When the players do get together during the season, they are still segmented. The CHL series against Russia sees Canada’s archrival play games against the WHL, OHL and QMJHL, with no roster overlap for the home side. There is value in these games, but it is limited to individual evaluation rather than chemistry-building. Back in 2015, for example, Canada won gold with a roster featuring just one right-shooting defenseman: Washington prospect Madison Bowey. The CHL-Russia series gave the staff a chance to see which left-shot blueliners could play well on their off-side, and the result was an excellent unit. But it’s not like Darnell Nurse and Shea Theodore had a long history together before the tournament.
Perhaps the most important part of Hockey Canada’s evaluation process comes in the character department, however. The program begins flagging kids at the under-17 level, sussing out which prospects have the desired makeup for future teams. Does a player treat other people well when he’s not on the ice? Is he coachable? Most importantly, can he check his ego at the door? Because the hallmark of the men’s teams has been the ability for stars to do grunt work. Take Claude Giroux, captain of the Philadelphia Flyers and a consistent top-20 scorer in the NHL. Or as he was known at the World Cup, Canada’s 13th forward.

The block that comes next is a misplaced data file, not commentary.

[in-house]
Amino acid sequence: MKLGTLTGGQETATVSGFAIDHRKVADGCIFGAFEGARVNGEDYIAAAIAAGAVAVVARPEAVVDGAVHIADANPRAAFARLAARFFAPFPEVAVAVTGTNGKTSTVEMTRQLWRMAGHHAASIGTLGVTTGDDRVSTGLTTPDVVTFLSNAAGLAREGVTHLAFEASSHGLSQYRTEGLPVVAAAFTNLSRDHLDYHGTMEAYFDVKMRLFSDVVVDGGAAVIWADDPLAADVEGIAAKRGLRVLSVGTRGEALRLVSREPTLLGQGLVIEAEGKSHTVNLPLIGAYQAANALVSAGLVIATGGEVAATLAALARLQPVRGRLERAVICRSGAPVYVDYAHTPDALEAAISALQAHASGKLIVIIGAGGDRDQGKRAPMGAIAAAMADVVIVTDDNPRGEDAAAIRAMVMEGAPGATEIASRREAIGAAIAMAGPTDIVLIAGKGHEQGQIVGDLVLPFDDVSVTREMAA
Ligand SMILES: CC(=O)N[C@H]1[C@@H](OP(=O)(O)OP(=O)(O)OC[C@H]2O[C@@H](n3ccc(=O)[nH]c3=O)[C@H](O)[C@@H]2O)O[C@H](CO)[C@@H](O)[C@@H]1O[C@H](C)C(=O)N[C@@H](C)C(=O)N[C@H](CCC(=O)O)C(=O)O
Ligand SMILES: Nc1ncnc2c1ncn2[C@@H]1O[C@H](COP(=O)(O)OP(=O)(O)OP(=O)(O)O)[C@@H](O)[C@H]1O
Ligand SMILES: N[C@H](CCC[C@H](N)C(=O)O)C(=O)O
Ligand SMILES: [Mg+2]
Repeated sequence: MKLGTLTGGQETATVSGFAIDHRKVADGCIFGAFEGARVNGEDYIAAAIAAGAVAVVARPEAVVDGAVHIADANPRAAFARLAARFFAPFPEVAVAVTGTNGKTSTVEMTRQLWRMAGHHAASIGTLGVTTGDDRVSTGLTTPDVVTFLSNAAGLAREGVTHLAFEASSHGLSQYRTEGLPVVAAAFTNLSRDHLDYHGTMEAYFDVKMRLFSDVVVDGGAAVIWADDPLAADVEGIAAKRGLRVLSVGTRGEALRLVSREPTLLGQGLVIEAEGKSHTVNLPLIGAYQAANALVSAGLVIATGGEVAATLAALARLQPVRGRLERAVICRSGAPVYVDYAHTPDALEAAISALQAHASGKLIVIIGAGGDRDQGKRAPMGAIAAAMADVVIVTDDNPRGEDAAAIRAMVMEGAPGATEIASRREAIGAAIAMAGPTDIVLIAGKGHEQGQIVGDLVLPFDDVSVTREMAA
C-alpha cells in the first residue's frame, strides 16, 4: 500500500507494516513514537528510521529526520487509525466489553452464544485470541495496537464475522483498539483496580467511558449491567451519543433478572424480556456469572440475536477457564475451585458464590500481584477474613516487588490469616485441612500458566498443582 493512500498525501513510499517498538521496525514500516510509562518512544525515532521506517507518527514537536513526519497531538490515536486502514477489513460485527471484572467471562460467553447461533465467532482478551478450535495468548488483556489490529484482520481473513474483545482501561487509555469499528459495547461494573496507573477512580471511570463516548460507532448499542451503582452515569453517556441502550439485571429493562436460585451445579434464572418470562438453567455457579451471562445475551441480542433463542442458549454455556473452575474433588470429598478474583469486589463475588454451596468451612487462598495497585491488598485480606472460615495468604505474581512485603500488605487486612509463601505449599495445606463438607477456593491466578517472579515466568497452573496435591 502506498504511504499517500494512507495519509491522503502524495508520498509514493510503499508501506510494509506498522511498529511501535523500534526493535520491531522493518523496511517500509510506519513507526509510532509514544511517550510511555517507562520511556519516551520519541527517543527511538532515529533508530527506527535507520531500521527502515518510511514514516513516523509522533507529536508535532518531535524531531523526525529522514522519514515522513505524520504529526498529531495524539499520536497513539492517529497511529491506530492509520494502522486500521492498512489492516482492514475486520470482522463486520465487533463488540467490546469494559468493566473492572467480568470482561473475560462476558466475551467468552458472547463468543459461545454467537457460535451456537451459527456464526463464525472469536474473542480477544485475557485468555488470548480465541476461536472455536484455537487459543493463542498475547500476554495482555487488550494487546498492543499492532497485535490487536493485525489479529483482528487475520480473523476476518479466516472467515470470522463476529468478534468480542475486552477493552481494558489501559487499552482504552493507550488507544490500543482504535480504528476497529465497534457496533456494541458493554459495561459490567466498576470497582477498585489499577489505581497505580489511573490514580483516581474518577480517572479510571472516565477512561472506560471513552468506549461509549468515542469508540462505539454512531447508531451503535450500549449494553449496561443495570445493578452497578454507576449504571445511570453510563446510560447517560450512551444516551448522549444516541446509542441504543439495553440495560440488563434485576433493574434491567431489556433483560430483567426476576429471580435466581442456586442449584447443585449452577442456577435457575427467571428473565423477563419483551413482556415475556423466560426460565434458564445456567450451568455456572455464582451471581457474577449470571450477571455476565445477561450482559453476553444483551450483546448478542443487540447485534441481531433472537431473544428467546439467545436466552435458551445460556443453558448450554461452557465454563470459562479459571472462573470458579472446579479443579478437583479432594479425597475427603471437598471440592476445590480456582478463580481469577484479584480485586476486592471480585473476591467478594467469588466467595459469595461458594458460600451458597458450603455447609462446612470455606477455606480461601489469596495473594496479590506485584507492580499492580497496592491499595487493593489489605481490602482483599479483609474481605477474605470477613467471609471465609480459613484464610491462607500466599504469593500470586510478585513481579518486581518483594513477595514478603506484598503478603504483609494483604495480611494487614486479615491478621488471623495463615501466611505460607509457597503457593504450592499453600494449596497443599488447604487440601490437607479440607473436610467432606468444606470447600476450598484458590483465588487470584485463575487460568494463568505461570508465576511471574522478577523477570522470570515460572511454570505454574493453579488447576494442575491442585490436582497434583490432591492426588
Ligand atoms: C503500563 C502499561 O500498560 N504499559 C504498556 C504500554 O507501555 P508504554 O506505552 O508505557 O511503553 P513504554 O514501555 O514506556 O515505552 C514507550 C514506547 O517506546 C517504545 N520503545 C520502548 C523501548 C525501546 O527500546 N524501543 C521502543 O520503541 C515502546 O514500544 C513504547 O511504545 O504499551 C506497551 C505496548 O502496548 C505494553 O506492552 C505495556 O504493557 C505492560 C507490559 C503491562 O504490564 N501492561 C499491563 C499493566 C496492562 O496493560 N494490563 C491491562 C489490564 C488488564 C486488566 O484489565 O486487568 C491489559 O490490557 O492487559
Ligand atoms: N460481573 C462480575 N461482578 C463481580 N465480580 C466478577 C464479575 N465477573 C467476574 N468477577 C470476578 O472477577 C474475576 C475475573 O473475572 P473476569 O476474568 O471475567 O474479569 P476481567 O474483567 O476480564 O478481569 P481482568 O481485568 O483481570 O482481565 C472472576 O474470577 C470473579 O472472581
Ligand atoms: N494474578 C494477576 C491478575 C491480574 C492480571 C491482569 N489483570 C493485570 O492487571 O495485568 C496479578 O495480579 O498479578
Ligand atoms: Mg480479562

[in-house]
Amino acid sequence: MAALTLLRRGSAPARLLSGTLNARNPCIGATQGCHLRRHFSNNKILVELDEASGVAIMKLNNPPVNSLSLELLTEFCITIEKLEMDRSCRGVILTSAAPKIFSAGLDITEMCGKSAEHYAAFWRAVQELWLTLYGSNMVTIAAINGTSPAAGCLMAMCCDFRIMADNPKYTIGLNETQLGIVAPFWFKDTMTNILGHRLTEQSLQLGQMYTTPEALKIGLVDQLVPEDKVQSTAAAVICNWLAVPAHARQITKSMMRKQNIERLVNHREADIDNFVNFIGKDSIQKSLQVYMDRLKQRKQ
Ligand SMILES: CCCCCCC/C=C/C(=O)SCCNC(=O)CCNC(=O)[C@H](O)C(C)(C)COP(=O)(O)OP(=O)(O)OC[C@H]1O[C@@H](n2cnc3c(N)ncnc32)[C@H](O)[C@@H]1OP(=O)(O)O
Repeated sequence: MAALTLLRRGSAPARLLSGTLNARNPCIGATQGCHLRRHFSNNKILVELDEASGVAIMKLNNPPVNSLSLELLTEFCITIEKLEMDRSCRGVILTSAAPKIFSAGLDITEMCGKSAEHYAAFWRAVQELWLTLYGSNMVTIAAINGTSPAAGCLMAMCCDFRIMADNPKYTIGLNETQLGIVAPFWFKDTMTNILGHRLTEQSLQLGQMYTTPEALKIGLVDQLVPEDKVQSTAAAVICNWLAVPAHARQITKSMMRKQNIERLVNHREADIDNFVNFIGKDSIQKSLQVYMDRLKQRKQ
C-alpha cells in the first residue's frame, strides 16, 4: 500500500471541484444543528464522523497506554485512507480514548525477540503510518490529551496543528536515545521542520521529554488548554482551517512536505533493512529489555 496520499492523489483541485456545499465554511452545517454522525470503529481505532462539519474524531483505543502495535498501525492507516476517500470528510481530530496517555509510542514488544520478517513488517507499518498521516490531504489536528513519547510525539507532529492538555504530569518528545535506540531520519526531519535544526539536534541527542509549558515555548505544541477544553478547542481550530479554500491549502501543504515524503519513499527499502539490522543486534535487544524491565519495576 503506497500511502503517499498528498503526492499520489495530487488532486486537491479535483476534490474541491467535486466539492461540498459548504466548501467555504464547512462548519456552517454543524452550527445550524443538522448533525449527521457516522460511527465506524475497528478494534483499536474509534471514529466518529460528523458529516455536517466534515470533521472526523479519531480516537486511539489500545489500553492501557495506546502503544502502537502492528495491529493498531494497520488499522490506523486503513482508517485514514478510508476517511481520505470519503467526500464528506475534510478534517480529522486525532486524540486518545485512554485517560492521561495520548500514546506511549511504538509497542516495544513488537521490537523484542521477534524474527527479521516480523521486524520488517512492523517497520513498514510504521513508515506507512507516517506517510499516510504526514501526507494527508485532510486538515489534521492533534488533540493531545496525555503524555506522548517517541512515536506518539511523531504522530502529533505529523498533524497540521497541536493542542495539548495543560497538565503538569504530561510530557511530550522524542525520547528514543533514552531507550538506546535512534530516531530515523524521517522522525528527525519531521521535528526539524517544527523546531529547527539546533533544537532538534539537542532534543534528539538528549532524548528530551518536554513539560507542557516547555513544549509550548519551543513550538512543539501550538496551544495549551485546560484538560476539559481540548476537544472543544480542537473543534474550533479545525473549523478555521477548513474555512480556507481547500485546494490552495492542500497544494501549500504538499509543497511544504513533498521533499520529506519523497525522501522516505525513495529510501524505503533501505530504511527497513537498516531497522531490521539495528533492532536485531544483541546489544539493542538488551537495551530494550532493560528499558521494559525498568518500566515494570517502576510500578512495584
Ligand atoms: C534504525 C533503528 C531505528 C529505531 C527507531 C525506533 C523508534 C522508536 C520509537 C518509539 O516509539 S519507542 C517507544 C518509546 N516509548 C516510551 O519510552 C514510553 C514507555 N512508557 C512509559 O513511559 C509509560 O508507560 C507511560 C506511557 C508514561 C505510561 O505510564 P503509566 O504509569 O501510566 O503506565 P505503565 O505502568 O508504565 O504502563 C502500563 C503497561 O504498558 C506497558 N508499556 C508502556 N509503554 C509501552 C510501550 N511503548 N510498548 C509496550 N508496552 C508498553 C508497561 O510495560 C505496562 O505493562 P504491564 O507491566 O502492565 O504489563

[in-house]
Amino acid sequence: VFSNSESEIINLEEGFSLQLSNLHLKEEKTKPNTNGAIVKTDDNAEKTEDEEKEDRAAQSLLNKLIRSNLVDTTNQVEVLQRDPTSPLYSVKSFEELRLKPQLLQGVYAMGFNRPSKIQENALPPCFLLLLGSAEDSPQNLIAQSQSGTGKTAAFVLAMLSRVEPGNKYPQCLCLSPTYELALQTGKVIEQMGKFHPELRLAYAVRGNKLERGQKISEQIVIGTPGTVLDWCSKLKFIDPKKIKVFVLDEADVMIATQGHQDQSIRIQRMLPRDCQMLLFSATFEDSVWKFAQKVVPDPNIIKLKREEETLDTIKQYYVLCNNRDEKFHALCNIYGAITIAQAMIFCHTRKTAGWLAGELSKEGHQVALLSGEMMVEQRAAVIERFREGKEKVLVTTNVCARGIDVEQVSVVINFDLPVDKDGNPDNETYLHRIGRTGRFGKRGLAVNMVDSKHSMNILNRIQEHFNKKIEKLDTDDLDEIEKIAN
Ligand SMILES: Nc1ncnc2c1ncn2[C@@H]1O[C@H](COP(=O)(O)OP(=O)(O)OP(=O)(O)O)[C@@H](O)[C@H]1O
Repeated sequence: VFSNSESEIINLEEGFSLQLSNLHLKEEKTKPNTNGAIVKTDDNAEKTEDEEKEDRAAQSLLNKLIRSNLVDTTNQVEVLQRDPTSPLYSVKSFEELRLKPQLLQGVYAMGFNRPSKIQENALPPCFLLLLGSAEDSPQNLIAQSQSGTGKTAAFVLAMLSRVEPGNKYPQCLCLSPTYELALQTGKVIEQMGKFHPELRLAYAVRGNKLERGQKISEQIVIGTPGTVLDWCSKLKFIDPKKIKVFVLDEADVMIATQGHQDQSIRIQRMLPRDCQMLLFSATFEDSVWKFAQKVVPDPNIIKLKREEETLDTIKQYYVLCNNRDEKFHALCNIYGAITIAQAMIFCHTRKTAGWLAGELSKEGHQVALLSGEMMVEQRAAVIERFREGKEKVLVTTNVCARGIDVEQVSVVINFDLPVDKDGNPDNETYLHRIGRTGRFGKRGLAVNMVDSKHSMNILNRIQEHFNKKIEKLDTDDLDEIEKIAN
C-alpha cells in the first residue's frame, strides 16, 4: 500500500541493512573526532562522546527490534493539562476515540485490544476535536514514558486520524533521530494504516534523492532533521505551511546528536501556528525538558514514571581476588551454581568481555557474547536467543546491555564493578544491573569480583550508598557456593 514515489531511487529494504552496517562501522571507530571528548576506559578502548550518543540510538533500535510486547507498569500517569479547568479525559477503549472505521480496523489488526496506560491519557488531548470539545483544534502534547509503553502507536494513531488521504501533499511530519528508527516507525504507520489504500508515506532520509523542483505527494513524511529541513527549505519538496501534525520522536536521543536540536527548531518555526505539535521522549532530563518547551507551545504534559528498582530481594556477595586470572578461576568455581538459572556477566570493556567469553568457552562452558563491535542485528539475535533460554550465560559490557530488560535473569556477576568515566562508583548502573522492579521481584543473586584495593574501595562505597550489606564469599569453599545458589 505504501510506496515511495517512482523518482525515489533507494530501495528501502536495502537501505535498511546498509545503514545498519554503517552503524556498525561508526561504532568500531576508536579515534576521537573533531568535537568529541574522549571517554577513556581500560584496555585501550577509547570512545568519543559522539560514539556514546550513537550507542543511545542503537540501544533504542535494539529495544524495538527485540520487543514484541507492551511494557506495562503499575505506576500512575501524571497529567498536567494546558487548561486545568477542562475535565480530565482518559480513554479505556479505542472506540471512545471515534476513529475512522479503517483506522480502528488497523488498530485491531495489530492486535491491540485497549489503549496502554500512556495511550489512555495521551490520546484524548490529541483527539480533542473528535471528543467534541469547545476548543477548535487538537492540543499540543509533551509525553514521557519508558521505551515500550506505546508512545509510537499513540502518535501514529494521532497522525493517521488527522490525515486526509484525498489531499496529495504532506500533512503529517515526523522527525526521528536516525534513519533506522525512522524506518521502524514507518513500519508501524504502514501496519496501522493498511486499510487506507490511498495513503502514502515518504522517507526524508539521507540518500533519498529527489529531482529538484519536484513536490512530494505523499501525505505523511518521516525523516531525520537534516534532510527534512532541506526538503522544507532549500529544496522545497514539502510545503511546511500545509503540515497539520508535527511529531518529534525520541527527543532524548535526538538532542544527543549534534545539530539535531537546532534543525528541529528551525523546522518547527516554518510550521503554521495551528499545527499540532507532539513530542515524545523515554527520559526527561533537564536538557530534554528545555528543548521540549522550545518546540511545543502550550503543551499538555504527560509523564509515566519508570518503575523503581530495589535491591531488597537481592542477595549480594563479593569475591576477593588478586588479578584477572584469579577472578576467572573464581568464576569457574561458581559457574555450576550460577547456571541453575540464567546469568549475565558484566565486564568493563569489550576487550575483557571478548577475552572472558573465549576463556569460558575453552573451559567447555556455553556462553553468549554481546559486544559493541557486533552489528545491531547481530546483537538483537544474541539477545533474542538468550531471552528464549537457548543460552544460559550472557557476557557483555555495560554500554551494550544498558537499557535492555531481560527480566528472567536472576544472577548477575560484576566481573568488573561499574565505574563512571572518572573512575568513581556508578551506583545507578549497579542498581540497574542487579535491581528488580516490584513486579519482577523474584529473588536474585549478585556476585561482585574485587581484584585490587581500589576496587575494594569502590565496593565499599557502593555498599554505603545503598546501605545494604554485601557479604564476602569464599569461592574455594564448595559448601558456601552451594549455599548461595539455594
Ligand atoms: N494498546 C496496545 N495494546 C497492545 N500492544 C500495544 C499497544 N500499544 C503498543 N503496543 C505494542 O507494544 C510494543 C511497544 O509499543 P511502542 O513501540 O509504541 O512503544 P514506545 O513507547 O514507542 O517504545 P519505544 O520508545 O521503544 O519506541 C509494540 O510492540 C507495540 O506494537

“I was the extra man out, and I didn’t have a problem with that,” Giroux said. “I was ready to go if they needed me and we won gold, so I’m very happy. It’s a big effort to make sure everybody is on the same page. When you’re Canadian and you’re on that team, you take any job they give you and do it the best you can.”
Ryan Jankowski is Canada’s director of player personnel. He would love to get the buy-in from his world junior team that the World Cup squad enjoyed from players like Giroux, but it can be difficult when dealing with teenagers who are still maturing as individuals, especially when they are demigods in their junior hockey towns.